[…]

BP has declined to define the term or provide examples.

BP American President Lamar McKay remained steadfastly vague during a Senate hearing this month. Despite prodding from Washington Democrat Maria Cantwell, McKay would not veer off of his message: We’re going to pay all legitimate claims.

A BP spokesman declined to discuss the company’s definition of “legitimate.” In an e-mail, the spokesman said BP hired a firm called ESIS to assess all oil spill claims. As of last week, it had received nearly 16,000 claims. The spokesman said BP has in some cases paid some claims within 48 hours of receiving supporting documentation.

What exactly does “legitimate claim” mean?   Good Question.

It’s basically a giant Experiment: Corexit 9500, Oil, just Add Water Column

Cool, being a life-long Science fan, I have always liked Experiments …

But I generally prefer those of the ‘Controlled Experiment’ variety.  Those fly-by-night Variety, like combining a jet of Hair Spray with a tiny Lighter flame, always left me a little frightened.

Funny, I’m starting to feel that way again …

As the oil gushes from the broken well head at the sea floor, Rader says it has the potential to contaminate each layer of the water column that, “directly exposes those animals to toxicity, at the surface including the very sensitive surface zones where not only sea turtles and marine mammals and sea birds can be oiled, but also where the highways for fish larvae exist. And then as it rains back into the abyss over a much wider area carrying toxicants back into the deep sea where ancient corals and other sensitive ecosystems exist.”

One response strategy has been to use dispersants or anti-freeze-like chemicals to break the oil up into smaller globules.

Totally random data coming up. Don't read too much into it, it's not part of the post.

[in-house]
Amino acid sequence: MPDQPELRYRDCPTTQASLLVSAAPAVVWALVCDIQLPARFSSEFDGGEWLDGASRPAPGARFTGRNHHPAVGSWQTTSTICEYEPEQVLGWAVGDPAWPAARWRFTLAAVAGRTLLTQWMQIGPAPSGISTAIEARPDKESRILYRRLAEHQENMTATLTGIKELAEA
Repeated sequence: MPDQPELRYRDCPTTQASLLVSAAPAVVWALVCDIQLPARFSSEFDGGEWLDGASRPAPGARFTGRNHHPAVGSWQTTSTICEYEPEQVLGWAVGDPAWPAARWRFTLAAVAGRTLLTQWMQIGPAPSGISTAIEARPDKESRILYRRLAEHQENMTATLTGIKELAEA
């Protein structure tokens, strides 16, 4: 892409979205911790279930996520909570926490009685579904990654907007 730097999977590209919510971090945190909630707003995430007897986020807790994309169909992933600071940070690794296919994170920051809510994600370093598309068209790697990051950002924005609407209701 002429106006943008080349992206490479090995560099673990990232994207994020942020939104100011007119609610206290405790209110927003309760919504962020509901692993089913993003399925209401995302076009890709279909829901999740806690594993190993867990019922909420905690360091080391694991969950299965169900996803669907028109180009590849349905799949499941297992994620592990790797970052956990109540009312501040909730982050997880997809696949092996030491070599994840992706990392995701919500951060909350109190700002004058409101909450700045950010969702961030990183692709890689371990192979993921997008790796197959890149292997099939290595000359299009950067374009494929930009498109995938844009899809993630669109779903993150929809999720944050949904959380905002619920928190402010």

[…]

It is a choice, he says, between two bad options. While the chemicals may protect birds and other wildlife by dissipating the slick before it reaches shore, their toxicity in the Gulf could harm fish and other marine life.

Why aren’t other companies doing this? Employees wonder.

Michael Moore’s new film puts spotlight on Petaluma company

By Jeremy Hay, Press Democrat

In “Capitalism: A Love Story,” which opens today around the country, Moore takes aim at what he characterizes as a capitalist culture run amok.

He holds up the bakery – with 117 employees and $24 million in annual revenues – as an example of a successful capitalist alternative, where workers are as powerful as executives, source url profits are shared equally and workers are valued for more than their labor.

“This could be potentially a new model,” said Cory Fisher, a field producer and researcher for Moore. “A way for workers to feel engaged and not marginalized, and that they have a stake in their future.”

[…]

“They stood out,” she said. “They’re successful, their workers are able to make a living wage, they seem empowered and happy and you just start to look around and wonder, “ will 5 mg of prednisone help Why aren’t other companies doing this?”

 

Why aren’t other companies doing WHAT?

Starting their own, dove comprare viagra generico 50 mg pagamento online a Genova Employee Owned Business.

Could the Stock Market ‘Bungee Jump’ … to Zero, Next Time?

In case you missed it the stock market lost about a 1000 points a few days ago — all in a matter of minutes.

It was in “free fall” — market traders were bailing left and right.